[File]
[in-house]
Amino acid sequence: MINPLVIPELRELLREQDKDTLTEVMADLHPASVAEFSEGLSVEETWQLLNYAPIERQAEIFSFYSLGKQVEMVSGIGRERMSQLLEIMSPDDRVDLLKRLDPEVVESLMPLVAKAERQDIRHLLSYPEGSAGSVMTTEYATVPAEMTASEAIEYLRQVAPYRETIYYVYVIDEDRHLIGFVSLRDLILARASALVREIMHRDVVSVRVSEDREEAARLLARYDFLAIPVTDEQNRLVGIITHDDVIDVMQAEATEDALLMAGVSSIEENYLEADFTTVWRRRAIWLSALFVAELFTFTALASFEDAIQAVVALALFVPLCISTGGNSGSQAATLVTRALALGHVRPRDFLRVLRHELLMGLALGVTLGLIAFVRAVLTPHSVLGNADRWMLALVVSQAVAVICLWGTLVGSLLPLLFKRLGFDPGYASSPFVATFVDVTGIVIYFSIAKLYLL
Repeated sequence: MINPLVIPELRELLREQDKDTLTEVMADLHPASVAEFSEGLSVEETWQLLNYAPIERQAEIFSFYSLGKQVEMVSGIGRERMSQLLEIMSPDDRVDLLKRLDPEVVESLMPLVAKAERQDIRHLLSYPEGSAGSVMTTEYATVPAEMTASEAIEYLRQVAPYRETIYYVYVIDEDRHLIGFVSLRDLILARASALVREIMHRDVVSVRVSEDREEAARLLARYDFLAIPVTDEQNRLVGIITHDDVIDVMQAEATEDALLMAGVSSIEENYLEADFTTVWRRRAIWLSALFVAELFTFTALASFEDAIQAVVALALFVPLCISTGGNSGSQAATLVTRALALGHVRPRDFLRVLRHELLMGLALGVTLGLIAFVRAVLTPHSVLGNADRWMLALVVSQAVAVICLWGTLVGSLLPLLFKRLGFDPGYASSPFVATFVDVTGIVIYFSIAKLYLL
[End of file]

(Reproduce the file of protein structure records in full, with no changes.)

[in-house]
Amino acid sequence: MINPLVIPELRELLREQDKDTLTEVMADLHPASVAEFSEGLSVEETWQLLNYAPIERQAEIFSFYSLGKQVEMVSGIGRERMSQLLEIMSPDDRVDLLKRLDPEVVESLMPLVAKAERQDIRHLLSYPEGSAGSVMTTEYATVPAEMTASEAIEYLRQVAPYRETIYYVYVIDEDRHLIGFVSLRDLILARASALVREIMHRDVVSVRVSEDREEAARLLARYDFLAIPVTDEQNRLVGIITHDDVIDVMQAEATEDALLMAGVSSIEENYLEADFTTVWRRRAIWLSALFVAELFTFTALASFEDAIQAVVALALFVPLCISTGGNSGSQAATLVTRALALGHVRPRDFLRVLRHELLMGLALGVTLGLIAFVRAVLTPHSVLGNADRWMLALVVSQAVAVICLWGTLVGSLLPLLFKRLGFDPGYASSPFVATFVDVTGIVIYFSIAKLYLL
Repeated sequence: MINPLVIPELRELLREQDKDTLTEVMADLHPASVAEFSEGLSVEETWQLLNYAPIERQAEIFSFYSLGKQVEMVSGIGRERMSQLLEIMSPDDRVDLLKRLDPEVVESLMPLVAKAERQDIRHLLSYPEGSAGSVMTTEYATVPAEMTASEAIEYLRQVAPYRETIYYVYVIDEDRHLIGFVSLRDLILARASALVREIMHRDVVSVRVSEDREEAARLLARYDFLAIPVTDEQNRLVGIITHDDVIDVMQAEATEDALLMAGVSSIEENYLEADFTTVWRRRAIWLSALFVAELFTFTALASFEDAIQAVVALALFVPLCISTGGNSGSQAATLVTRALALGHVRPRDFLRVLRHELLMGLALGVTLGLIAFVRAVLTPHSVLGNADRWMLALVVSQAVAVICLWGTLVGSLLPLLFKRLGFDPGYASSPFVATFVDVTGIVIYFSIAKLYLL